Tuesday, January 24, 2017

Sugar Bear Hair, Diffy Eyewear, & 310 Shakes...Oh My!

Okay so last night was Bachelor Monday, so I feel it is only appropriate to discuss a typical phenomenon in "Bachelor Nation" (and no it's not Corinne).  Each season brings a new crew of crazies willingly to give up months of their lives to find the one while competing with 25+ other homies.  If you watch anything from the Bachelor franchise, you know the basics.  After each one of these contestants get eliminated, they are whisked back to their normal, boring, and basic home life.

But!! Not to fear! Once the season starts airing Mondays at 8pm on abc, these contestants are exposed to the public, and their reality tv career really begins.  Contestants are put in one of three categories... 1. Fan Faves 2. Fan Foes and 3."Who is that person again?" Contestants in category one and two see an exponential increase in their social media following.  Anyone with any sort of following quickly catch the attention of companies looking to increase their personal exposure.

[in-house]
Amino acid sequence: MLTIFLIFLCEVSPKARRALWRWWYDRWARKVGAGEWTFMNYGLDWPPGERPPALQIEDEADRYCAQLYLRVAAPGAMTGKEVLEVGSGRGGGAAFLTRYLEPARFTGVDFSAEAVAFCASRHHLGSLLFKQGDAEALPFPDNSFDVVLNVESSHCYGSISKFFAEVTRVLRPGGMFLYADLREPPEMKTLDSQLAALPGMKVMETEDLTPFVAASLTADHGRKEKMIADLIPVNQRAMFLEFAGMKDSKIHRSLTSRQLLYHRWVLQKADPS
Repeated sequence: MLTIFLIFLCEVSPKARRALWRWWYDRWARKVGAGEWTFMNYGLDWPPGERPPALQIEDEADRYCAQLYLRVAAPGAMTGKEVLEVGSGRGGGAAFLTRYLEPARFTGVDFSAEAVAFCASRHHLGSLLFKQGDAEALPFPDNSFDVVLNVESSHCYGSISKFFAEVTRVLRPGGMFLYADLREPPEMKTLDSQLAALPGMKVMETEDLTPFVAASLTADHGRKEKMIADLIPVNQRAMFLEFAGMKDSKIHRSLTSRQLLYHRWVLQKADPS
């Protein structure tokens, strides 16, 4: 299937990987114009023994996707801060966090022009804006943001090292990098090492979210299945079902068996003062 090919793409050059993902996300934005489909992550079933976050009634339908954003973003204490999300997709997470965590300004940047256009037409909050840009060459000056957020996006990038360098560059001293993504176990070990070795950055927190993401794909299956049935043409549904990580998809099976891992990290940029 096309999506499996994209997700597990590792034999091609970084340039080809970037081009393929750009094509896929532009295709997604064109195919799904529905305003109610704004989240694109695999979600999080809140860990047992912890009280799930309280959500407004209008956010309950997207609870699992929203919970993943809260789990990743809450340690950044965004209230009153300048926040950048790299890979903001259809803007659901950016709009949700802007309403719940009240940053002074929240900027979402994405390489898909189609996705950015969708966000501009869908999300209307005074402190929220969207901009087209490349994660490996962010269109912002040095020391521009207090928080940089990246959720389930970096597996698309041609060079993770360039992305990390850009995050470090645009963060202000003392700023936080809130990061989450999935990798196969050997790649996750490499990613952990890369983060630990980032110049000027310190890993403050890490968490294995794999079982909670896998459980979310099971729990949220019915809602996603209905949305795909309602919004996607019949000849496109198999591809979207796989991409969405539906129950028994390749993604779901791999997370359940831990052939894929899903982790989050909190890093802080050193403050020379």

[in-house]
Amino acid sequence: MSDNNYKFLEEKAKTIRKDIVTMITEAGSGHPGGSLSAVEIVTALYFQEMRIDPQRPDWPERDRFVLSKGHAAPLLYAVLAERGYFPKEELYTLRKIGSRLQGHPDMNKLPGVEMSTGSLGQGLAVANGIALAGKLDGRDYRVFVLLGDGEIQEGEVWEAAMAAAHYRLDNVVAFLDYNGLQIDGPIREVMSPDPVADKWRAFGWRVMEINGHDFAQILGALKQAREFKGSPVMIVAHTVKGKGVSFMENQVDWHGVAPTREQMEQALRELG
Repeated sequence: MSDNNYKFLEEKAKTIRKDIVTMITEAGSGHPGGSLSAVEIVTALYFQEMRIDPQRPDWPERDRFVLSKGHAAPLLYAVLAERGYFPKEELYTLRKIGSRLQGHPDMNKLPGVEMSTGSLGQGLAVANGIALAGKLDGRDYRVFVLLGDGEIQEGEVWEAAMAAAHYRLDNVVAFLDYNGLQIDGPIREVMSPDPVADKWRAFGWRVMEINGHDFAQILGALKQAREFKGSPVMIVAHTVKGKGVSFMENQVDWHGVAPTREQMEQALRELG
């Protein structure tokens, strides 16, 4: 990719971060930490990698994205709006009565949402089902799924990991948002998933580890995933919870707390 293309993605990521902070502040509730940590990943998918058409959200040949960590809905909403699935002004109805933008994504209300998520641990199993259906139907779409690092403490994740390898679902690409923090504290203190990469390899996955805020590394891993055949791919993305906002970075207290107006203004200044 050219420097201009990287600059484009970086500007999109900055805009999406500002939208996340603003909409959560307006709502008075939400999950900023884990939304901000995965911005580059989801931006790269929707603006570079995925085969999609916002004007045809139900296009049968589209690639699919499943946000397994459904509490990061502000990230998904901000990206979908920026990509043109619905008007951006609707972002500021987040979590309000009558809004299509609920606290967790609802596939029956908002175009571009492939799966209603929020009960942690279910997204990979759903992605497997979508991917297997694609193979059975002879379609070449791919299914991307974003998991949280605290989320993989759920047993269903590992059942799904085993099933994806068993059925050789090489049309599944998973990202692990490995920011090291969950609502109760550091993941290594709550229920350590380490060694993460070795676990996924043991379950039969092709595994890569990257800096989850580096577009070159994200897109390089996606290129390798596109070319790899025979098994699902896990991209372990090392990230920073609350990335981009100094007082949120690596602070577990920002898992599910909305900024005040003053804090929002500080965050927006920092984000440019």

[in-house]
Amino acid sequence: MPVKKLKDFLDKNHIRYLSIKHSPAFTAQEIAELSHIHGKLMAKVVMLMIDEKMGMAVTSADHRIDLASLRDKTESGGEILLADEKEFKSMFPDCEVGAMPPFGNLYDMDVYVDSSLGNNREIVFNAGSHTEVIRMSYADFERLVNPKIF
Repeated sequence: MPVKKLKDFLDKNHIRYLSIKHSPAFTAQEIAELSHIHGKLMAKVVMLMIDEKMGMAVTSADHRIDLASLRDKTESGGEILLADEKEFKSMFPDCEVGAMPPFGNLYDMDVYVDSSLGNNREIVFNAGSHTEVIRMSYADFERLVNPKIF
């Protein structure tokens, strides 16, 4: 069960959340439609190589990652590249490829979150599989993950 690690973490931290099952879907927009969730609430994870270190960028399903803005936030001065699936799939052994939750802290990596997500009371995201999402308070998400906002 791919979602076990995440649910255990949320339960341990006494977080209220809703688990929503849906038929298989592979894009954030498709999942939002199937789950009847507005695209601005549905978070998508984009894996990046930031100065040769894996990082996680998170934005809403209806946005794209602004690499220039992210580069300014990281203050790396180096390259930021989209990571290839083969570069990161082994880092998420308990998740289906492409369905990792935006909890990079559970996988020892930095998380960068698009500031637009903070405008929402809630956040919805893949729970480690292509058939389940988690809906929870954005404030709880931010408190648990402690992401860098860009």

Cue Instagram Sponsors.  Companies like SugarBear Hair, Diffy Eyewear, and many many more latch onto these contestants.  Practically every relevant past or present Bachelor or Bachelorette contestants' Instagram account is packed with these not-so-subtle ads.  See below for photographic evidence.

So much emphasis is put on marketing and selling in a way that the customers and target market don't know they are being sold to.  These type of Instagram ads go against this Golden Rule completely, and it seems as though the organization wants the viewer to know it's an advertisement.  The question comes: is this really effective?

At first glance, it would seem that these strategies are ineffective and intrusive.  While this is true, the power comes in strength in numbers.  When compared to A-List celebrities, these reality tv influencers are inexpensive to contract sponsorship deals with.  Since the price is so low, these companies can contract many of these reality celebs.  The fans of the Bachelor franchise almost perfectly align with the target market of these organizations, so it becomes a no brainer.

While these advertisements are obvious, they are seen in a repetitive but not completely annoying way.  This allows their message to stick and resonate with consumers.  So while we think that these advertisements are too obvious and not creative, maybe they actually are effective for these seemingly small startup companies.


1 comment:

  1. I do think they're effective for a particular group. I think others find it a bit phony when celebs fall into this. However, it is a good deal for both the Instagram person and the business.